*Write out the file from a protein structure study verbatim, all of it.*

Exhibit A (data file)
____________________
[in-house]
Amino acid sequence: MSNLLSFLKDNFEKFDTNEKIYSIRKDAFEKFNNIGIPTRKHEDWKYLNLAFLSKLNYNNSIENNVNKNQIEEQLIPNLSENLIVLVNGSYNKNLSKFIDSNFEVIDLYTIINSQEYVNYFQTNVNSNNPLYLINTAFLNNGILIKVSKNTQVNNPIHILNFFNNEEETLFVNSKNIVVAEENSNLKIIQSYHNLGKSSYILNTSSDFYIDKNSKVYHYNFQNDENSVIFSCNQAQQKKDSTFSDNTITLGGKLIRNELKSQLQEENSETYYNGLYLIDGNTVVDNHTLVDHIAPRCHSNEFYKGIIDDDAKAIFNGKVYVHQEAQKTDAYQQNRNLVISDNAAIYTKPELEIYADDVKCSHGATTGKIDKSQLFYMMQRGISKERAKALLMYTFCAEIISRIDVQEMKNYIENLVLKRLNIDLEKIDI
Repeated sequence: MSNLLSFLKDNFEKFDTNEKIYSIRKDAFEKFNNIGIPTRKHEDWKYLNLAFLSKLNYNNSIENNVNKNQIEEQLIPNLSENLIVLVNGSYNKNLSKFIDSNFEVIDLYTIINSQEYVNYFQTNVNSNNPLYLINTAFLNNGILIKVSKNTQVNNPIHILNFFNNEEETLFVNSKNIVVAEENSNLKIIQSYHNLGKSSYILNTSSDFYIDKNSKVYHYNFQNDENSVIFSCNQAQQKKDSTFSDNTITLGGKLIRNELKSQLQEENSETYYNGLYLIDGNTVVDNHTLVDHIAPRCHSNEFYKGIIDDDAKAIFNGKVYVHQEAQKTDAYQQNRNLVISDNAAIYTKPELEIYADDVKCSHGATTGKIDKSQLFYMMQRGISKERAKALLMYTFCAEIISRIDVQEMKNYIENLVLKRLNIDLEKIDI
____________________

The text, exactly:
[in-house]
Amino acid sequence: MSNLLSFLKDNFEKFDTNEKIYSIRKDAFEKFNNIGIPTRKHEDWKYLNLAFLSKLNYNNSIENNVNKNQIEEQLIPNLSENLIVLVNGSYNKNLSKFIDSNFEVIDLYTIINSQEYVNYFQTNVNSNNPLYLINTAFLNNGILIKVSKNTQVNNPIHILNFFNNEEETLFVNSKNIVVAEENSNLKIIQSYHNLGKSSYILNTSSDFYIDKNSKVYHYNFQNDENSVIFSCNQAQQKKDSTFSDNTITLGGKLIRNELKSQLQEENSETYYNGLYLIDGNTVVDNHTLVDHIAPRCHSNEFYKGIIDDDAKAIFNGKVYVHQEAQKTDAYQQNRNLVISDNAAIYTKPELEIYADDVKCSHGATTGKIDKSQLFYMMQRGISKERAKALLMYTFCAEIISRIDVQEMKNYIENLVLKRLNIDLEKIDI
Repeated sequence: MSNLLSFLKDNFEKFDTNEKIYSIRKDAFEKFNNIGIPTRKHEDWKYLNLAFLSKLNYNNSIENNVNKNQIEEQLIPNLSENLIVLVNGSYNKNLSKFIDSNFEVIDLYTIINSQEYVNYFQTNVNSNNPLYLINTAFLNNGILIKVSKNTQVNNPIHILNFFNNEEETLFVNSKNIVVAEENSNLKIIQSYHNLGKSSYILNTSSDFYIDKNSKVYHYNFQNDENSVIFSCNQAQQKKDSTFSDNTITLGGKLIRNELKSQLQEENSETYYNGLYLIDGNTVVDNHTLVDHIAPRCHSNEFYKGIIDDDAKAIFNGKVYVHQEAQKTDAYQQNRNLVISDNAAIYTKPELEIYADDVKCSHGATTGKIDKSQLFYMMQRGISKERAKALLMYTFCAEIISRIDVQEMKNYIENLVLKRLNIDLEKIDI